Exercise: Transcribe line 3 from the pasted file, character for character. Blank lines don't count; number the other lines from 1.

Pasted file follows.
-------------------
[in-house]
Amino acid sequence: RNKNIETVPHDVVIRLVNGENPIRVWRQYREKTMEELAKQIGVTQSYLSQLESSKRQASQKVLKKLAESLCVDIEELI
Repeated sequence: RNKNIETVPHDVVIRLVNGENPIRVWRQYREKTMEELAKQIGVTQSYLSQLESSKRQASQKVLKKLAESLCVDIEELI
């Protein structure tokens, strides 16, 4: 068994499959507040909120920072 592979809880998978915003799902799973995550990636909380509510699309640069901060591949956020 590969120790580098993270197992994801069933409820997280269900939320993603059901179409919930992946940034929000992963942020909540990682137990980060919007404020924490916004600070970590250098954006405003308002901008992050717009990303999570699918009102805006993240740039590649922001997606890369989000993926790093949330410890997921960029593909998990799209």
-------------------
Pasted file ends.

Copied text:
Repeated sequence: RNKNIETVPHDVVIRLVNGENPIRVWRQYREKTMEELAKQIGVTQSYLSQLESSKRQASQKVLKKLAESLCVDIEELI